Rasmussen poll finds few Americans want the federal gov’t involved in deciding where people live

New poll data from Rasmussen suggests Americans would prefer the federal government not be involved in where people can live:

photo of houses during daytime

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The latest Rasmussen Reports national telephone and online survey finds that 83% of Likely U.S. Voters say the federal government should not play a role in deciding where people can live. Just 10% disagree. (To see survey question wording, click here.)

Sixty-five percent (65%) still say it is not the government’s job to diversify neighborhoods in America so that people of different income levels live together. But that’s down from 83% when Rasmussen Reports first asked this question in mid-2015 as the Obama administration prepared to release its new housing regulations. Twenty-three percent (23%) now say that diversifying neighborhoods is a government role, up from eight percent (8%) five years ago…

Twenty percent (20%) of blacks and 21% of other minority voters feel the federal government should play a role in deciding where people can live, but just six percent (6%) of whites agree. Seventy-one percent (71%) of whites say it is not the government’s job to diversify neighborhoods, compared to 52% of blacks and 53% of other minority voters.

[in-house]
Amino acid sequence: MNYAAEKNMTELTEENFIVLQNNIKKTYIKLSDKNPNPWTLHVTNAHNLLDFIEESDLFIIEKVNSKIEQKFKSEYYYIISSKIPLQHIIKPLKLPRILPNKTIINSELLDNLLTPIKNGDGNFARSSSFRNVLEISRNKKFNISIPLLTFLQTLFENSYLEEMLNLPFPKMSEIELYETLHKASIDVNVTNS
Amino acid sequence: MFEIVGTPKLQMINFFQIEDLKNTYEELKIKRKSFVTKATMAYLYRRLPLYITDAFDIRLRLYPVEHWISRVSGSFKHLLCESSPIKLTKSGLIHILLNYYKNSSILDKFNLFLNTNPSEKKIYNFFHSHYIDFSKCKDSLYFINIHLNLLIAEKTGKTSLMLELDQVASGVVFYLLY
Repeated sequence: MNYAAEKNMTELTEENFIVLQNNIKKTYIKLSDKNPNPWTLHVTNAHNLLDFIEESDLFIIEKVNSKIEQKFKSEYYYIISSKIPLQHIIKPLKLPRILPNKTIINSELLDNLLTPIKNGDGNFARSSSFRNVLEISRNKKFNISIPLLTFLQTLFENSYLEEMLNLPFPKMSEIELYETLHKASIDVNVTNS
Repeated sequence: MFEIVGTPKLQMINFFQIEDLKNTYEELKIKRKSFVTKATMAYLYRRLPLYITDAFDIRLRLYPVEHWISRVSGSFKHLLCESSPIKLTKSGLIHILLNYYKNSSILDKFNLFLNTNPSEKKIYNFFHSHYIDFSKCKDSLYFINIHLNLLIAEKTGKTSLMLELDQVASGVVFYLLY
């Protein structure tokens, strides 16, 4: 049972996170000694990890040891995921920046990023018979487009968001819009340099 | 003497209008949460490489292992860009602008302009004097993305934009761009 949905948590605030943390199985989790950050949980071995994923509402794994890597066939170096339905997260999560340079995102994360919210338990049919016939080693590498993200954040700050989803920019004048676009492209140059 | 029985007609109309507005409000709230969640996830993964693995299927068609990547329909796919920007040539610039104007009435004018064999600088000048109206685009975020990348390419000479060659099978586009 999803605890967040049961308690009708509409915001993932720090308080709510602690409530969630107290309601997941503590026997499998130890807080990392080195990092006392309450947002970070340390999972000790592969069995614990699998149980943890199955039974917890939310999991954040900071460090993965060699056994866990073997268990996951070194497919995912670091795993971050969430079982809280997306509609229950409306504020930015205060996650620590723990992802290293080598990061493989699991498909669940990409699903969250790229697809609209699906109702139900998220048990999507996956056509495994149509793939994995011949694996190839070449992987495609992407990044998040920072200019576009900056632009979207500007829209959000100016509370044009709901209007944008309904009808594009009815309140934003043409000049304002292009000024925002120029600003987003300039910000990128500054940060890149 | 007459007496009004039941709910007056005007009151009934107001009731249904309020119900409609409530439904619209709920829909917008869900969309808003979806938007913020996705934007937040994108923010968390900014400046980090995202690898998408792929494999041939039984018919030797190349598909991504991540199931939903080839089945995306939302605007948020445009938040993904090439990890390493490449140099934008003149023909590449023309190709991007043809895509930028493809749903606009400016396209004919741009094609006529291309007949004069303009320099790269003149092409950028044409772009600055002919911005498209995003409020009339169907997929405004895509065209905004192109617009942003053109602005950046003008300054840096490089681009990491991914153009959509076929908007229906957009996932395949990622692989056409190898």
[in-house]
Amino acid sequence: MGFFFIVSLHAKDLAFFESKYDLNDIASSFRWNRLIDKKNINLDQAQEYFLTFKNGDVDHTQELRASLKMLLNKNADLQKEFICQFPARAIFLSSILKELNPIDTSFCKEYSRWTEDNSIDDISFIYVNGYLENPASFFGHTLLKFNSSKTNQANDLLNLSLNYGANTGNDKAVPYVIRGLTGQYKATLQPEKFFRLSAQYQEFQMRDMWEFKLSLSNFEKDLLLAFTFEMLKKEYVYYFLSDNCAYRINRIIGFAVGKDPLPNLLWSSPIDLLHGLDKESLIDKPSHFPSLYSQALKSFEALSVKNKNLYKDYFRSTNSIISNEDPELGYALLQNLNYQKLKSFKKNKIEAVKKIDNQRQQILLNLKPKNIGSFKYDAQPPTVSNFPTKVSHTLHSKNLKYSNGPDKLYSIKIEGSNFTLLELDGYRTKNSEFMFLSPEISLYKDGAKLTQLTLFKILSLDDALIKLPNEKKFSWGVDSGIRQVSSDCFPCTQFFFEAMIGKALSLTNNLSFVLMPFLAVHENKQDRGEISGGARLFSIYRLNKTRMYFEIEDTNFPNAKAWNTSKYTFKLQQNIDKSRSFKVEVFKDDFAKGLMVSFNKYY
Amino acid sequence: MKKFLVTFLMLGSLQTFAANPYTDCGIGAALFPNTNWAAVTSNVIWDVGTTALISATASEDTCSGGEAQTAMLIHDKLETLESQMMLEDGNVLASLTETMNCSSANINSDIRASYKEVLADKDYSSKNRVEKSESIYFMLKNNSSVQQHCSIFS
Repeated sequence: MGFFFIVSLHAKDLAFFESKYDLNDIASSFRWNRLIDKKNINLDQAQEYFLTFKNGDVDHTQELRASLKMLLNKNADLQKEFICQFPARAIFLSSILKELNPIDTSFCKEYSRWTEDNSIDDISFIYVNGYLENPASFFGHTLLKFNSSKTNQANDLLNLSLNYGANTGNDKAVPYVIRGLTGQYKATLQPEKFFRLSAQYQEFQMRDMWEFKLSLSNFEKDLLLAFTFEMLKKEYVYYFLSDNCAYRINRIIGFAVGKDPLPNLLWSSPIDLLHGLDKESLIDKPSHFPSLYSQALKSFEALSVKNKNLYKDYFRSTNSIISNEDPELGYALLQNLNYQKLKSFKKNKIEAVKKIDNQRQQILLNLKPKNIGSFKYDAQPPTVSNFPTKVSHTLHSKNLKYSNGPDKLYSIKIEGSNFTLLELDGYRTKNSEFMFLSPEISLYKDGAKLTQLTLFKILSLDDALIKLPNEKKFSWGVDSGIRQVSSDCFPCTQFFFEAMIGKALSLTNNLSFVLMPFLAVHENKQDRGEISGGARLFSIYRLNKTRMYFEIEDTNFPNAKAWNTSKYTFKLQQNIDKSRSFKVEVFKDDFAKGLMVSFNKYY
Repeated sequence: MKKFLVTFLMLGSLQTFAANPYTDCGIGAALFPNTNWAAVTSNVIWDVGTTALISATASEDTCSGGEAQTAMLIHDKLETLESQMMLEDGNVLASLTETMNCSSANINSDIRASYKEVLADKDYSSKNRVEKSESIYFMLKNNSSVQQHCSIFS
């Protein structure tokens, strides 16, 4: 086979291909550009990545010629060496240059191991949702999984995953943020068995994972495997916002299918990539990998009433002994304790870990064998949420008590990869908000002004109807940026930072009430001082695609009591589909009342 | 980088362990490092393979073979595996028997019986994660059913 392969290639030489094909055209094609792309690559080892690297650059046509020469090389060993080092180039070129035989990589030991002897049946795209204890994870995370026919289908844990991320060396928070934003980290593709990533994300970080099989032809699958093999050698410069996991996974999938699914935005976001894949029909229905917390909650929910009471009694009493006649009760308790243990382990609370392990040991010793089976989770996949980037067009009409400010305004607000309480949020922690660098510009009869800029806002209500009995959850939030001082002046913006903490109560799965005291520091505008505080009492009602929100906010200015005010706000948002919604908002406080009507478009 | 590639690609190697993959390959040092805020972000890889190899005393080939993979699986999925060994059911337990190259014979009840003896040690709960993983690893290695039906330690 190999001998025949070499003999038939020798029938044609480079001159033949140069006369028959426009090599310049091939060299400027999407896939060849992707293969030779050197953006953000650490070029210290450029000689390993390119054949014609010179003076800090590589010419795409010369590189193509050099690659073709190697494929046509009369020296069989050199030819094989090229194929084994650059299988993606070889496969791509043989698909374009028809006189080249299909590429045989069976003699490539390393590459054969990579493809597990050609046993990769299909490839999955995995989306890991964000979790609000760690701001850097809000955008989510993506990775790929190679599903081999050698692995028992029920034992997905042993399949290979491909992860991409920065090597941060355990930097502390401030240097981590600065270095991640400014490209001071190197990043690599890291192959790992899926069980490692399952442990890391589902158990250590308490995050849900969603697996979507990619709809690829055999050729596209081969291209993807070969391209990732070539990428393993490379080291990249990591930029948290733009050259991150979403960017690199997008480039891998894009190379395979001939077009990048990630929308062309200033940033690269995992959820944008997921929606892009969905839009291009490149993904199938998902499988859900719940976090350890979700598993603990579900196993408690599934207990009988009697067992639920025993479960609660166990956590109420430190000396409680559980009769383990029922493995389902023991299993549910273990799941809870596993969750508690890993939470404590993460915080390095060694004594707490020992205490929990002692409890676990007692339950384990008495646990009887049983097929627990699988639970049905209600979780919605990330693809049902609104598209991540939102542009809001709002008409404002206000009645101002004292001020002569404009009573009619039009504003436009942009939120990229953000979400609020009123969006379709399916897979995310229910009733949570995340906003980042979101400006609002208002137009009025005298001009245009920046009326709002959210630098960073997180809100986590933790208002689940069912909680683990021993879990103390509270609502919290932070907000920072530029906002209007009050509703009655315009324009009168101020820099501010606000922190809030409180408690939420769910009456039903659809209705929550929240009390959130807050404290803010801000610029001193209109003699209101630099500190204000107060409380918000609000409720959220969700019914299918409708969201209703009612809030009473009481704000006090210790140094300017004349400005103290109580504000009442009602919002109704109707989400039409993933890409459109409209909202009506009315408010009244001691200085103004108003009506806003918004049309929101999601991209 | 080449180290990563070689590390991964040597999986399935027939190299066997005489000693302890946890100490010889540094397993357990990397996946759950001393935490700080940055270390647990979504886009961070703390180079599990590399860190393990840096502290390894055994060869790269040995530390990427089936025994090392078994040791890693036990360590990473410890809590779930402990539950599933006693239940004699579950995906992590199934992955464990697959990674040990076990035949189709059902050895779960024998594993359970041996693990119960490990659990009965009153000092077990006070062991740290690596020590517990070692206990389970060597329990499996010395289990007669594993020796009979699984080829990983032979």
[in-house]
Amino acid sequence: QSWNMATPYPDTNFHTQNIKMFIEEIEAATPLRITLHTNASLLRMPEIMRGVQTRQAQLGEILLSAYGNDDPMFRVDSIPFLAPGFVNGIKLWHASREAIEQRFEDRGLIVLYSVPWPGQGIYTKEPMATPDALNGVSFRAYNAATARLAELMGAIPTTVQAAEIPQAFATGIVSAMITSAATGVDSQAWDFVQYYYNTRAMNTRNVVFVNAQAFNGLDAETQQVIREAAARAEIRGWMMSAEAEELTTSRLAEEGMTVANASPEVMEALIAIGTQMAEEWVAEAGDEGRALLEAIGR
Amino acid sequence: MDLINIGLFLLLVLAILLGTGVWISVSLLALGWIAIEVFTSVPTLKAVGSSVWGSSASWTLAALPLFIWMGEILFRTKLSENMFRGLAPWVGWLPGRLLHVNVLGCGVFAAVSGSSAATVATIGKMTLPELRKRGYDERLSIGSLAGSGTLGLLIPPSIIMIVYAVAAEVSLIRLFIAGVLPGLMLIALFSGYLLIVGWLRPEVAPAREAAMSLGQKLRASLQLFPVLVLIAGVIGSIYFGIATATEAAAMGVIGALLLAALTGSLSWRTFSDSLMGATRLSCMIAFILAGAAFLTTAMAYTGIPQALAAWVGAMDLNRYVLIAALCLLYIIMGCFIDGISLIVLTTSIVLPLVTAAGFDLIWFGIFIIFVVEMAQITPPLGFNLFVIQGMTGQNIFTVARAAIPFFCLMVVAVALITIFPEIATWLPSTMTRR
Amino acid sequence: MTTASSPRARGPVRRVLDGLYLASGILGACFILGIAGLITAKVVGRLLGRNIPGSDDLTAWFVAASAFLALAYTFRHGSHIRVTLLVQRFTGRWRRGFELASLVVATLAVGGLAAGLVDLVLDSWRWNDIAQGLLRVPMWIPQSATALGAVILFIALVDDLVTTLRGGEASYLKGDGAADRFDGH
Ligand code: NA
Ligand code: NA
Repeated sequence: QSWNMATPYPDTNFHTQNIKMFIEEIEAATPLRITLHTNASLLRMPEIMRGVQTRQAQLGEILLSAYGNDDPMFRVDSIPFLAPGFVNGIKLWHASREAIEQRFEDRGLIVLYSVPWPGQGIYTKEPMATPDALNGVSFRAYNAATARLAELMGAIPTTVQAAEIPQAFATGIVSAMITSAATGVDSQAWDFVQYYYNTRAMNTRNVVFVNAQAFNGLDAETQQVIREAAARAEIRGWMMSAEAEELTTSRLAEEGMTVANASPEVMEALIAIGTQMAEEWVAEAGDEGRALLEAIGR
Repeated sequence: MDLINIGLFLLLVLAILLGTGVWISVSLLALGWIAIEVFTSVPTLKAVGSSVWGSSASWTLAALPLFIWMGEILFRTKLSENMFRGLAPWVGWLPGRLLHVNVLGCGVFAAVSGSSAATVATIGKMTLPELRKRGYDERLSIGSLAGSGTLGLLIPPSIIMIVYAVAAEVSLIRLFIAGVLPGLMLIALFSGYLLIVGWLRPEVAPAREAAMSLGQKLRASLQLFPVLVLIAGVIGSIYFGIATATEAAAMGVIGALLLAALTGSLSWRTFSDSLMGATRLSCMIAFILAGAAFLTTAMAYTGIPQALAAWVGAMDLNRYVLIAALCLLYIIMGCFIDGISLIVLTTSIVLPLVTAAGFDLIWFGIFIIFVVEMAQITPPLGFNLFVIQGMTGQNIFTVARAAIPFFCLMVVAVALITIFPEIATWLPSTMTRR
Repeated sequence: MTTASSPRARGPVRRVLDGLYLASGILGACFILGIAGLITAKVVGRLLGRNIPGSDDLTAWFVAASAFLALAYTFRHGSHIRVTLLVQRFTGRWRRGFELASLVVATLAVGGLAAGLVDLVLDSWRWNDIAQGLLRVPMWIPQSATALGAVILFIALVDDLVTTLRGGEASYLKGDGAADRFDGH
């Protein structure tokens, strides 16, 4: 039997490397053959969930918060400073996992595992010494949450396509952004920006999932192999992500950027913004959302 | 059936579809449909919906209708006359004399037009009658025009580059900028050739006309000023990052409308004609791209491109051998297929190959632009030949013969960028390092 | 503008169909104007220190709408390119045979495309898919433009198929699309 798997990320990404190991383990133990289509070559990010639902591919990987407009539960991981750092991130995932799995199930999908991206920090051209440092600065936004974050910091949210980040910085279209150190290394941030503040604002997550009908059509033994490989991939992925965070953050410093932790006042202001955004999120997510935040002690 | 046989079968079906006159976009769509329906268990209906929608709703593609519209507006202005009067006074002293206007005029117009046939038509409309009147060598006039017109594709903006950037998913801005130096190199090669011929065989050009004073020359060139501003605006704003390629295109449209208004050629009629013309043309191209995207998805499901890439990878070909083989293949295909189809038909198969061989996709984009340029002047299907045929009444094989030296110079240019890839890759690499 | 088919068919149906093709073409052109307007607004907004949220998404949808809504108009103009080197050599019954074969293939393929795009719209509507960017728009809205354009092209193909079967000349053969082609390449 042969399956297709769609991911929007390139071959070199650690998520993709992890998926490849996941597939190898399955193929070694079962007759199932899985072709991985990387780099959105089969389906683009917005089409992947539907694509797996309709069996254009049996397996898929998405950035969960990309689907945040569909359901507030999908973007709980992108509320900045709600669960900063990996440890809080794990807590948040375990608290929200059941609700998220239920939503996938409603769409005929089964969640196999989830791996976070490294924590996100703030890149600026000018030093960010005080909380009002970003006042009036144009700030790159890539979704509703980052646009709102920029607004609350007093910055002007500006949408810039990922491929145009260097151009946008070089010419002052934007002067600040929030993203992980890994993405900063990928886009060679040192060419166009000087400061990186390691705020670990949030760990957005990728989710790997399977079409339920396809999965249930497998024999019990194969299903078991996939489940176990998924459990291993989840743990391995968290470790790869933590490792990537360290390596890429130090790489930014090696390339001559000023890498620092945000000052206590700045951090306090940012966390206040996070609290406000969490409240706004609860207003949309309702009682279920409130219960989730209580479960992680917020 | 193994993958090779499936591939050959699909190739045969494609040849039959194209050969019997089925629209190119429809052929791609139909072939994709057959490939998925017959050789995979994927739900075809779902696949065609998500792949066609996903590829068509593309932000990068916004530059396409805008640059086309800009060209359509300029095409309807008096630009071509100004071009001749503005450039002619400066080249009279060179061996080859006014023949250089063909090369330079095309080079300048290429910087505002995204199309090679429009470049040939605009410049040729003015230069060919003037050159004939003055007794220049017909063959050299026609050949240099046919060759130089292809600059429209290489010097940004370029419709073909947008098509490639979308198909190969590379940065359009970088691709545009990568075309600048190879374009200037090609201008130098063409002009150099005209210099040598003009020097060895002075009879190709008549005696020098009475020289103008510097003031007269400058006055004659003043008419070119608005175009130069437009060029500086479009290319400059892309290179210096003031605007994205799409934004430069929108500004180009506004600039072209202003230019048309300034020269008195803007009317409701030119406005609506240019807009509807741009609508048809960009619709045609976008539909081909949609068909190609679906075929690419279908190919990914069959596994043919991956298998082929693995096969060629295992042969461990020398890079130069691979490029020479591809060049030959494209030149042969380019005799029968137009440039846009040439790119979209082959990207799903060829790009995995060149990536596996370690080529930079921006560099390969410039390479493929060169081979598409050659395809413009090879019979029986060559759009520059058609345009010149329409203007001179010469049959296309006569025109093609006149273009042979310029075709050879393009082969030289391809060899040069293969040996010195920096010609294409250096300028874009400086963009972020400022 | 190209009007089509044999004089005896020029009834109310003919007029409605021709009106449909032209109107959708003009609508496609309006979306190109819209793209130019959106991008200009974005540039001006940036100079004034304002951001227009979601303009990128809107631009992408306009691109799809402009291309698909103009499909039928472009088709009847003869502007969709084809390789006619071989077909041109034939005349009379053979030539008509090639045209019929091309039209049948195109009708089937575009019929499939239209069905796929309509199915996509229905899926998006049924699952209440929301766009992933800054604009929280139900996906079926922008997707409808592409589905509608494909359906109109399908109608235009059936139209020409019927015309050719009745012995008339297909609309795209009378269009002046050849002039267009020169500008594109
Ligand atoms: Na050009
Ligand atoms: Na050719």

Interestingly, voters who earn $100,000 or more a year are more supportive of government neighborhood diversity efforts than those who earn less.

A few quick thoughts:

1. I do not know the accuracy of this data. I do not think this is a survey question that is regularly asked of a national population.

2. That said regarding #1, it does seem to align with patterns in the United States. Housing is a very localized issue and involvement from the federal government is not often viewed favorably. Part of the appeal of suburbs is local control and exclusion. A diverse vision of suburbia may not catch on.

3. As I argued earlier in the week, even though attitudes may have improved regarding outright housing discrimination, this does not mean there are not ways to keep people out of communities or neighborhoods.

4. It is a little strange that Rasmussen asked directly about different income levels living together and not also about different racial and ethnic groups living together.

5. If we cannot tackle the issue of residential segregation – which is an outcome of the attitudes in the poll – it will be very difficult to address race.

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